Main informations
Location map
Name of Organization
Organization for the Development of Senegal river
Administrative Address

Haut Commissaire 46, Rue Carnot, BP:3152 , Dakar, Sénégal

Head of Organization
M.Salem Ould Merzouk
Year Launched
Name Email Position
Adama Sanogo
Secretary General
Total Area
Length of River
1 800Km
Total Population
3 500 000million inhabitants
Total Rainfall

Varies from 55 mm/year in the valley and delta to 2,000 mm/year in the Upper basin in Guinea with an overall basin average of 550 mm/year.

Irrigated Agriculture

Rapidly increased after the construction of the Diama dam and is now the main development machine in the basin followed by fishing. The total irrigation potential is estimated at 420,000 ha of which only 118,000 ha are presently under irrigation.

Rain-Fed Agriculture

About 80,000 ha of various crops cultivated in the valley and delta.

Senegal basin
Geographical scope

This covers the Senegal river and its main tributaries, the Bafing, Bakoye and Feleme rivers originating in the Fouta Djallon mountains in Guinea and the Karakoro and Gorgol rivers originating from Mauritania.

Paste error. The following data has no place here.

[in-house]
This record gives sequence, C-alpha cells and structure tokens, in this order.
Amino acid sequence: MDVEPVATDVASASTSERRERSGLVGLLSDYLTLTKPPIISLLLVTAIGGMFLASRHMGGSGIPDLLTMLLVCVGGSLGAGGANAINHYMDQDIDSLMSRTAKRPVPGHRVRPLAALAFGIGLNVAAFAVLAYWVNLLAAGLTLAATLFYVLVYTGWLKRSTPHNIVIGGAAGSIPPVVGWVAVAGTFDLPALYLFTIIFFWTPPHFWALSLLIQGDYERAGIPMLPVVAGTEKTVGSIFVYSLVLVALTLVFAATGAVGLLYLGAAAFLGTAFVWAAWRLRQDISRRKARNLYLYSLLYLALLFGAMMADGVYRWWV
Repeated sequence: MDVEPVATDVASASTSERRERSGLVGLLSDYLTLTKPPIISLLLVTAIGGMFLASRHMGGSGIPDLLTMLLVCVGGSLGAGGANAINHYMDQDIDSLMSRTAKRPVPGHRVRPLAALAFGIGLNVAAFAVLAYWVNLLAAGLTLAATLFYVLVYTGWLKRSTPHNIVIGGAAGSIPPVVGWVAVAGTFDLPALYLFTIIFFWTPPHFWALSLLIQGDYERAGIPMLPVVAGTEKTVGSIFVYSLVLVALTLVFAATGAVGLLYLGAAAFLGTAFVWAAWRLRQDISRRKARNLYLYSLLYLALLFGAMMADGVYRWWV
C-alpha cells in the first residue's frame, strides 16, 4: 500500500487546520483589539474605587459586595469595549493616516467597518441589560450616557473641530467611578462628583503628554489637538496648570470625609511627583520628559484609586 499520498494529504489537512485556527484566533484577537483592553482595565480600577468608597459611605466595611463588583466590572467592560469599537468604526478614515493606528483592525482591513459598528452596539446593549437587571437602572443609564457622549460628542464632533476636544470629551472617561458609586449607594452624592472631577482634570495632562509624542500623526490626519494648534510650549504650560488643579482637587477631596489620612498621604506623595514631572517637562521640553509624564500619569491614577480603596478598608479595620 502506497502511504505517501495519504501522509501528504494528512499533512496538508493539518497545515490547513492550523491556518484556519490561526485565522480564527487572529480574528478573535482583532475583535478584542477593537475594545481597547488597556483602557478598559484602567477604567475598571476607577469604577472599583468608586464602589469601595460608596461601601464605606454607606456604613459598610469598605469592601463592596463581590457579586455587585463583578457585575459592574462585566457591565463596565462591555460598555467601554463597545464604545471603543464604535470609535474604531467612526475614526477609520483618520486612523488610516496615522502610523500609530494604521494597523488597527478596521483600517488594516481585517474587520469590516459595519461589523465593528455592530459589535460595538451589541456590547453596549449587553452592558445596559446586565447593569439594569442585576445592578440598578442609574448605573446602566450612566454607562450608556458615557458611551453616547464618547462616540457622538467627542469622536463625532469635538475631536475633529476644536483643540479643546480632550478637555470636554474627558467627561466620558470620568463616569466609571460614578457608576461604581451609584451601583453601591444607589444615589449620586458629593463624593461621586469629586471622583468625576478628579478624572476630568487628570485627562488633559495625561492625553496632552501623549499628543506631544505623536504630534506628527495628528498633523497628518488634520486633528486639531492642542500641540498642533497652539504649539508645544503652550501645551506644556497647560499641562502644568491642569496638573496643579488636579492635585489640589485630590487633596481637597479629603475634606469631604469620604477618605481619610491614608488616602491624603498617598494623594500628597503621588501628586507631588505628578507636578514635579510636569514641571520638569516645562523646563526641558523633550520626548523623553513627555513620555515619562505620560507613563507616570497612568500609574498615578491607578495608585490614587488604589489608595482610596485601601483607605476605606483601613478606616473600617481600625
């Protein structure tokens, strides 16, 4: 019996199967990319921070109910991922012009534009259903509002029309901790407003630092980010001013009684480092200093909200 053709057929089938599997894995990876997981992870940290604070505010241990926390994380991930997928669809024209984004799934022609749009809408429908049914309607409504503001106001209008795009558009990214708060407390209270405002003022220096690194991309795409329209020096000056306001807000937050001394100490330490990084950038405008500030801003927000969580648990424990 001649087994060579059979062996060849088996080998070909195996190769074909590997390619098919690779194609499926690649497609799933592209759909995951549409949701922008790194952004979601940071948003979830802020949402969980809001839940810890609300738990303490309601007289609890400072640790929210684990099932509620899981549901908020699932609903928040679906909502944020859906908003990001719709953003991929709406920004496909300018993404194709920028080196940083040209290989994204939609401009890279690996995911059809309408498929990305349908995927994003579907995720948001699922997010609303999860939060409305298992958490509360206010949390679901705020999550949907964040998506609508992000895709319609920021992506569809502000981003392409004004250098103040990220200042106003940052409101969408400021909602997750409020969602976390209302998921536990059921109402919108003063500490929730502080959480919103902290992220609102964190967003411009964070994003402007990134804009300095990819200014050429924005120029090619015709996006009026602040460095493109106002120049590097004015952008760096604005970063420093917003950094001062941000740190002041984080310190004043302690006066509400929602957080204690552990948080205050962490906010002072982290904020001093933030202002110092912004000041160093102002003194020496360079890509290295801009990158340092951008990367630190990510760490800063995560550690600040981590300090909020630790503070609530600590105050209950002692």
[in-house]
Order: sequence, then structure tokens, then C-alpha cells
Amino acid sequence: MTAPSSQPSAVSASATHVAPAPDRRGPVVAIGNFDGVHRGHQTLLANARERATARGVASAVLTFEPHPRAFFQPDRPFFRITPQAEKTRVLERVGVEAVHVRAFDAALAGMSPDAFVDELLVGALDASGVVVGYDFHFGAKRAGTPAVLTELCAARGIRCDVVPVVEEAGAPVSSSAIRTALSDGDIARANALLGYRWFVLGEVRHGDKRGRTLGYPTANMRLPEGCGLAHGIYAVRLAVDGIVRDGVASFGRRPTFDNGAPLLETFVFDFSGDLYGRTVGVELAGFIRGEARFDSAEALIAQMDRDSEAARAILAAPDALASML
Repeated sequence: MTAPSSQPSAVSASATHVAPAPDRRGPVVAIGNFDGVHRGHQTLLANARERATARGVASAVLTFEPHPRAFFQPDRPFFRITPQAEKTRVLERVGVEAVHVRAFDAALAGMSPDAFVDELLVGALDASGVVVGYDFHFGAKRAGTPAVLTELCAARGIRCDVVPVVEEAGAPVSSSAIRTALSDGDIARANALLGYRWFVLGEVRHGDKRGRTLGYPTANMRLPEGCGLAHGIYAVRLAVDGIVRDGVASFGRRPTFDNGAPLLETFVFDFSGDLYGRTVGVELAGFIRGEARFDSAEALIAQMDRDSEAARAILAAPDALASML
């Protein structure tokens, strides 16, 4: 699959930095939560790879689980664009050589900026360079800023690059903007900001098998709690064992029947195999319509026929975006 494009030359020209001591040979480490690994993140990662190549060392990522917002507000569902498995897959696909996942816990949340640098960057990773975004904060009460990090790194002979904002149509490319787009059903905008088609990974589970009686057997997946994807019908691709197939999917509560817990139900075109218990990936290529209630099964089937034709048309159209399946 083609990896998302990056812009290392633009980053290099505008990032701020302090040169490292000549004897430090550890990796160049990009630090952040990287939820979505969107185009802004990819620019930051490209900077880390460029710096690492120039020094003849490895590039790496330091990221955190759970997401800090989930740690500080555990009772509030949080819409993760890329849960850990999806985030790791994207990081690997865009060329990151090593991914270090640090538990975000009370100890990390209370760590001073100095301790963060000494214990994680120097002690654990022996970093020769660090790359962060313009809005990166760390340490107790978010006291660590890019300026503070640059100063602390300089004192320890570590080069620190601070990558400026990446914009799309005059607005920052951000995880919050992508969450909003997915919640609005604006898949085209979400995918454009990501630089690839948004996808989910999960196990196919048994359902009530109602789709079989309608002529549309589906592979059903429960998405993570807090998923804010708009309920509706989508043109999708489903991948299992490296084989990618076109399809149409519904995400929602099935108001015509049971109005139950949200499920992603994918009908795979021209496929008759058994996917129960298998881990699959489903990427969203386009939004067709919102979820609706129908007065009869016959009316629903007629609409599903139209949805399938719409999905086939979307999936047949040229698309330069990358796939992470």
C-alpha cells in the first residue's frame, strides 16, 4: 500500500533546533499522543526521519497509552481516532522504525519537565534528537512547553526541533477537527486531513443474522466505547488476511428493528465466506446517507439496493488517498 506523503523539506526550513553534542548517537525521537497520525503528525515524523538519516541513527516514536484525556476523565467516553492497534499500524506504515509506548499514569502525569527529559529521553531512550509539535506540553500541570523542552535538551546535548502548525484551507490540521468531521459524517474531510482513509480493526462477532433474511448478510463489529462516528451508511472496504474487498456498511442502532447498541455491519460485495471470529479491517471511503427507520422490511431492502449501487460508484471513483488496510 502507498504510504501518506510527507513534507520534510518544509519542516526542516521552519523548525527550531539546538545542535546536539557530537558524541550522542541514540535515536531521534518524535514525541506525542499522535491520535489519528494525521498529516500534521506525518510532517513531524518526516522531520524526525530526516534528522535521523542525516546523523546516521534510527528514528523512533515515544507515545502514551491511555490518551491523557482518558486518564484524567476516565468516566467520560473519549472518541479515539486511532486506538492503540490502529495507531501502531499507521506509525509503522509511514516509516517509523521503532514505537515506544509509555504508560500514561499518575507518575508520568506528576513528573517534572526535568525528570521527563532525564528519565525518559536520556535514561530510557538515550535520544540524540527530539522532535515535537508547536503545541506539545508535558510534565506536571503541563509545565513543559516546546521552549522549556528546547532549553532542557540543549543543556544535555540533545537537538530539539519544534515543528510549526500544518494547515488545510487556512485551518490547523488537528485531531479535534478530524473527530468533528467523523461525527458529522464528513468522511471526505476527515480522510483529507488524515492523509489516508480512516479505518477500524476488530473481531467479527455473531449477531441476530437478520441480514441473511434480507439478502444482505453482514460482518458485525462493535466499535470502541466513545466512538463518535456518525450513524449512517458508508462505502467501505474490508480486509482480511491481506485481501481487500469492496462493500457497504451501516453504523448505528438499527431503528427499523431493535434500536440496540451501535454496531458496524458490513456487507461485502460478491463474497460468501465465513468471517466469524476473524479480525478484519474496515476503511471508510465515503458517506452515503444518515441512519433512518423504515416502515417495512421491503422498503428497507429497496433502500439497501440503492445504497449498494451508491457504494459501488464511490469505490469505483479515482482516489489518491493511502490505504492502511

Riparian Countries
Countries Area

The OMVS was founded to provide a secure and steadily improving livelihood for the inhabitants of the river basin and neighboring states. The mandate of the OMVS is very broad and ranges from policy-making, regulation to project implementation. Specifically, the OMVS is commissioned to determine the water allocation between the states and sectors, to define the general development policy for the Senegal River and its resources, and to plan and implement projects and monitoring.

Organizational Structure

The highest authority is the Conference of Heads of State and Government which determines the general policies of development and cooperation. The Council of Ministers is the legal representative of the OMVS and determines the general management policy of the river, the development of its resources and interstate cooperation and the financial contributions of the member states. It also approves the budget and Rules of Procedure of the High Commissioner. The Office of the High Commissioner is the executive organ of the OMVS and consists of four departments of Administration and Accounting, Foreign Relations, Technical Matters and the Regional Documentation Centre under a Secretariat.

Organizational Structure for Cooperation